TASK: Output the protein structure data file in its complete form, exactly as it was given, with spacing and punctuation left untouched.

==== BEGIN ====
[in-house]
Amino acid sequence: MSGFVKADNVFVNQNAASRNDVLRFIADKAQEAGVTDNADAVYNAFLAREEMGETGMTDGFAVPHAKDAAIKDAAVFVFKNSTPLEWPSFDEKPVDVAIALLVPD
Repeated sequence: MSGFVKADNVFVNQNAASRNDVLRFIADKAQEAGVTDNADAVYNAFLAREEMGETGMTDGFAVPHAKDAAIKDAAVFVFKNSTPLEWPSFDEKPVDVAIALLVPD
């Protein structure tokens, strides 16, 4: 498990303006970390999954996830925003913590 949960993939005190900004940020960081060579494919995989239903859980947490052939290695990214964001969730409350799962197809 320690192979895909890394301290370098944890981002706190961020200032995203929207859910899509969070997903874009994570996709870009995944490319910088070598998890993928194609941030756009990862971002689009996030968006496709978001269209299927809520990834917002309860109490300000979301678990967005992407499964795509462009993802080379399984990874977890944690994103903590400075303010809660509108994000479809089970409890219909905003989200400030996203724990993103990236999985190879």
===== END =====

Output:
[in-house]
Amino acid sequence: MSGFVKADNVFVNQNAASRNDVLRFIADKAQEAGVTDNADAVYNAFLAREEMGETGMTDGFAVPHAKDAAIKDAAVFVFKNSTPLEWPSFDEKPVDVAIALLVPD
Repeated sequence: MSGFVKADNVFVNQNAASRNDVLRFIADKAQEAGVTDNADAVYNAFLAREEMGETGMTDGFAVPHAKDAAIKDAAVFVFKNSTPLEWPSFDEKPVDVAIALLVPD
């Protein structure tokens, strides 16, 4: 498990303006970390999954996830925003913590 949960993939005190900004940020960081060579494919995989239903859980947490052939290695990214964001969730409350799962197809 320690192979895909890394301290370098944890981002706190961020200032995203929207859910899509969070997903874009994570996709870009995944490319910088070598998890993928194609941030756009990862971002689009996030968006496709978001269209299927809520990834917002309860109490300000979301678990967005992407499964795509462009993802080379399984990874977890944690994103903590400075303010809660509108994000479809089970409890219909905003989200400030996203724990993103990236999985190879």